In this study, a two-dimensional (2D) plane strain numerical model is employed instead of a three-dimensional (3D) one, which would emulate the experimental condition better. In Figure 17, there is a certain difference between the 2D and 3D analyses, 3.213   mm and 2.522   mm after 50 temperature cycles, respectively. The discrepancy between these two approaches (approximately 21%) is not significantly large, considering the complexity of the slip ratcheting conditions. In fact, although running a 2D numerical model is neither dramatically faster nor easier, it is very typical to simplify a landslide problem into the 2D plane-strain condition in the discipline of geotechnical engineering ([15]). Furthermore, understanding the 2D model will surely be helpful to appreciate the 3D model. Particularly in this study, the 2D analysis has a great advantage over the 3D analysis because we aim to develop a theoretical approach for solving the slip ratcheting problem analytically in the following study.
Another approximation made in the numerical model is how the heating is applied to the acryl plate. In the experiments, the top of the acryl plate is heated by the heating pad attached to it. Then, the entire acryl plate is heated by the heat conduction, resulting in a temperature gradient in the transverse direction. On the other hand, the temperature of the entire acryl plate is increased at the same rate in the numerical model (that is, no temperature gradient). Hence, simulations in which a heat source is imposed at the top surface would rather reflect heat flux, and thus the transient temperature change in the acryl better. Simulations with such a setting were also conducted, and we compared the results in both 2D and 3D conditions; temperature inputs at the bottom of the acryl plate over the heating–cooling cycle are described in Figure 18a. There are no significant differences between the cases of experimentally measured one, simulation with constant temperature change, and simulation with transient temperature change. The residual slip, on the other hand, show much less difference. The slip values are 0.074   mm and 0.060   mm from the 2D and 3D analyses with the constant temperature change and 0.077   mm and 0.071   mm for the 2D and 3D analyses with the transient temperature change. The direct experimental value is not available but can be estimated as 0.067   mm based on the trend line (a dotted blue line) of experimental observation.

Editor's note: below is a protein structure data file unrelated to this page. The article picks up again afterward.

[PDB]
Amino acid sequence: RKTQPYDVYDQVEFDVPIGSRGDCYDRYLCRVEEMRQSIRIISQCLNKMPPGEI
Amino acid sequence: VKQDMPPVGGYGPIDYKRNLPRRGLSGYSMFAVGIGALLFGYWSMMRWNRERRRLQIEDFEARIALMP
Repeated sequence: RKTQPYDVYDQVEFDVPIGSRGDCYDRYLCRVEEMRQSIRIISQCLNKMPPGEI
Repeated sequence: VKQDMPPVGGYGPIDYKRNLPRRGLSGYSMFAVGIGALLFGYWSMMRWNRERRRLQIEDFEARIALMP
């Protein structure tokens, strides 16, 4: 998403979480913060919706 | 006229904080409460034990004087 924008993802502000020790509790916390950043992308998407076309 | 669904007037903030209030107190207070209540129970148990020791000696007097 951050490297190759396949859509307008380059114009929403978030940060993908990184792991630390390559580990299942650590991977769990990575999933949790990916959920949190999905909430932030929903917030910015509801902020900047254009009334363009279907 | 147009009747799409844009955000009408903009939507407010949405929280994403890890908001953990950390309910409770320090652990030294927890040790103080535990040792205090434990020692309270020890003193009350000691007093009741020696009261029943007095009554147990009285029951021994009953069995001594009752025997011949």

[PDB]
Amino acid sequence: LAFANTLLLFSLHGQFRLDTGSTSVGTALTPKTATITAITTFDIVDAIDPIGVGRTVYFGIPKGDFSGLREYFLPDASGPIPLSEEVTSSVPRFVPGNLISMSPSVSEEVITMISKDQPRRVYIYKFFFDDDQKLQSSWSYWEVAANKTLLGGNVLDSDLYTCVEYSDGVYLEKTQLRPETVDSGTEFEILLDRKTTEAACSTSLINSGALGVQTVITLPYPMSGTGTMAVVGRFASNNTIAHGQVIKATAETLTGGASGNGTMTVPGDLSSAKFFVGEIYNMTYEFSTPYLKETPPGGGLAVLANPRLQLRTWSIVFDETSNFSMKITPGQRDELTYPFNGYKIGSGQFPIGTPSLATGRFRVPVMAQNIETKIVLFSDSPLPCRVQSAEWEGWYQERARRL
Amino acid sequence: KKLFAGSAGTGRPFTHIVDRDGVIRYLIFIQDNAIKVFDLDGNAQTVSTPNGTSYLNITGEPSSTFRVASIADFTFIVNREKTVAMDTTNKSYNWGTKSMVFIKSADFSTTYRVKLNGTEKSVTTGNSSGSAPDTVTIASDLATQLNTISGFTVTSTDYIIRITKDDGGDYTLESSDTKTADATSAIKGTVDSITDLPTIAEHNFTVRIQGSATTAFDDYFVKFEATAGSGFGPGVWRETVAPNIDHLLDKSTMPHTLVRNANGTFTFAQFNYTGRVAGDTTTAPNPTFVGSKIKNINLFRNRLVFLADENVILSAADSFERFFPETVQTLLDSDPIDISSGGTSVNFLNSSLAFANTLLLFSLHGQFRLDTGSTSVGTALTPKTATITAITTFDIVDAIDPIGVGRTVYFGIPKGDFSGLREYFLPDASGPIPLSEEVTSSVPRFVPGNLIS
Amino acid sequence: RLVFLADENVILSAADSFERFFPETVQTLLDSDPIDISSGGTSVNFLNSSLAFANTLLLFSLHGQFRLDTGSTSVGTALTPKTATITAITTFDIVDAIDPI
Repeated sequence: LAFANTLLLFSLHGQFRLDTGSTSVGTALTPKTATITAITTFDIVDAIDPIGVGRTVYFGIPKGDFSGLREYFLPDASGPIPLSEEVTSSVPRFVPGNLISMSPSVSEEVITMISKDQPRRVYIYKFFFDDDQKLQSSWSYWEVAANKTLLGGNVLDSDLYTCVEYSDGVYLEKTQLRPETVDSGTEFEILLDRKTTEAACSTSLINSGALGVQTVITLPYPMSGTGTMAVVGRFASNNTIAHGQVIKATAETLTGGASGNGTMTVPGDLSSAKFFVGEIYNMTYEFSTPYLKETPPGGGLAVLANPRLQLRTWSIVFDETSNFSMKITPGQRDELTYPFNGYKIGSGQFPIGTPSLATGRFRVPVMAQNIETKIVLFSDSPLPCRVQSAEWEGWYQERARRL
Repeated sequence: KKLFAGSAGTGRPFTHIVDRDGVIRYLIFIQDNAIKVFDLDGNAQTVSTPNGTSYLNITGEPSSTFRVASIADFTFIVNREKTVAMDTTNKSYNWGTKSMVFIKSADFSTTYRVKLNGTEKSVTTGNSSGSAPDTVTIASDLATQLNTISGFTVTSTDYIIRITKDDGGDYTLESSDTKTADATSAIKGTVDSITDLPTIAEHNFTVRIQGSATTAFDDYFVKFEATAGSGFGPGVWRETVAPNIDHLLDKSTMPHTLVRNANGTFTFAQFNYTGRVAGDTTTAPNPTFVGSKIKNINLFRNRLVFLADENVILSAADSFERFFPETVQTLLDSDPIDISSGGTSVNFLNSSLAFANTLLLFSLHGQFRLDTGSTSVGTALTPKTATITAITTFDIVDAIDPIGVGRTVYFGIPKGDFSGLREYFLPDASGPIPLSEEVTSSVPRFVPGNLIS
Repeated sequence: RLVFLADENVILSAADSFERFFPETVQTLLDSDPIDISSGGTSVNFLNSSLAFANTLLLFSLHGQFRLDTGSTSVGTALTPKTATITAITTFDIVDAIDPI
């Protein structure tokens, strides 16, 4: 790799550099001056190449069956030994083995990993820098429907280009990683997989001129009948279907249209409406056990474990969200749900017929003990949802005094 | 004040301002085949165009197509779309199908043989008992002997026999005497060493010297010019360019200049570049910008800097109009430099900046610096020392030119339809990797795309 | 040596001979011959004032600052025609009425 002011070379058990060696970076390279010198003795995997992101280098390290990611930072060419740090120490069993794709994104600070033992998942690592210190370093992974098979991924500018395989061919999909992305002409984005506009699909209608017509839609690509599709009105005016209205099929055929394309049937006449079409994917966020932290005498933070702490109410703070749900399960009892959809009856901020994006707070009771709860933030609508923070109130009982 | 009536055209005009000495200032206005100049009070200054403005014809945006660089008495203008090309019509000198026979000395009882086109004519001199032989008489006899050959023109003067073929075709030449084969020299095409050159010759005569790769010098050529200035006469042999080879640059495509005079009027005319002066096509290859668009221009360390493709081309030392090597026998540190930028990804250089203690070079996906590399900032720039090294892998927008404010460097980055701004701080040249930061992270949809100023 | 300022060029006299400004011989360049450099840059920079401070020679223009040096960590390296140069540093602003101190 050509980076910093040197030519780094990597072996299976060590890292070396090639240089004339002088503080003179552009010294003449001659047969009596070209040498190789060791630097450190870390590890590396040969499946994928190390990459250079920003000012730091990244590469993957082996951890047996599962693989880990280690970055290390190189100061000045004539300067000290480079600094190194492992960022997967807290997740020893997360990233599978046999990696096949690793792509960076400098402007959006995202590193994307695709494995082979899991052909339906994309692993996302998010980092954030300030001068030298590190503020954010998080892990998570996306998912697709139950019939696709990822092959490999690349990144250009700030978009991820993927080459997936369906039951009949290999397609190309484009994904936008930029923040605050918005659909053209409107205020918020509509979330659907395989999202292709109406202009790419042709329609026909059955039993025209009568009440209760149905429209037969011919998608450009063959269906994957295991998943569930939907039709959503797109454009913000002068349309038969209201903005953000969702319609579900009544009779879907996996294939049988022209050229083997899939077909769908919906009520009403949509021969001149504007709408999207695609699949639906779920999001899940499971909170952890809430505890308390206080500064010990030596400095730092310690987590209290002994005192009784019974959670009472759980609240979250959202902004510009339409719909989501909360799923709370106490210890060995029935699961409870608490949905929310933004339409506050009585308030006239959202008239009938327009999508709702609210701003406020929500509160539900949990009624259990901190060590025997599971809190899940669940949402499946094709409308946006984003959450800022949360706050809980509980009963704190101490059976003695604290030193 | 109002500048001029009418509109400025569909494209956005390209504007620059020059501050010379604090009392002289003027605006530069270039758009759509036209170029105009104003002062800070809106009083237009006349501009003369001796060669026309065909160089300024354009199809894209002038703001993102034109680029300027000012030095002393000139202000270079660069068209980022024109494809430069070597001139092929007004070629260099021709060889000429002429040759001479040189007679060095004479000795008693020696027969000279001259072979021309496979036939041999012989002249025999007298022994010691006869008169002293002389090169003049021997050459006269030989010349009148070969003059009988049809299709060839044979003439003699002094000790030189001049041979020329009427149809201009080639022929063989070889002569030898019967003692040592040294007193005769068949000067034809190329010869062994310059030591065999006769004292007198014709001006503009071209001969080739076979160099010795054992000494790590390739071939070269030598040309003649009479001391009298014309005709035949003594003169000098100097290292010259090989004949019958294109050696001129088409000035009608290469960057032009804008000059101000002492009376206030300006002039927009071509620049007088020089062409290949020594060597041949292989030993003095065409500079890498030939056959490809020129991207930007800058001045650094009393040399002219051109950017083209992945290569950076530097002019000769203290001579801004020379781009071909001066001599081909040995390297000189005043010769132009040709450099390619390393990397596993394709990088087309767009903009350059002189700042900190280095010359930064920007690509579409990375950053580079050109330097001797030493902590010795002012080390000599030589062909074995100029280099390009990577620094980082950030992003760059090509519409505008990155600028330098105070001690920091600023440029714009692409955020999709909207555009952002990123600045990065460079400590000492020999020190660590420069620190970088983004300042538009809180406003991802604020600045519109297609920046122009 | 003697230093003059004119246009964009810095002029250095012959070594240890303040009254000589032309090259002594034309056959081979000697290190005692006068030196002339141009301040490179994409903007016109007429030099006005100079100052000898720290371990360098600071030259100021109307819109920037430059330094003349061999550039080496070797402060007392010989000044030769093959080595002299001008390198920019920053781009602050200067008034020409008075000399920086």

6. Conclusions

Experimental evidence of the thermally-induced slip ratcheting is provided in this study, using an acryl sheet placed on a mildly-inclined wood slope. As a result of temperature increase and decrease of the acryl sheet, without any further loading, the sheet is observed to slide down gradually and continually. This is a consistent result with the other experiment settings, i.e., different temperature amplitudes and inclination angles.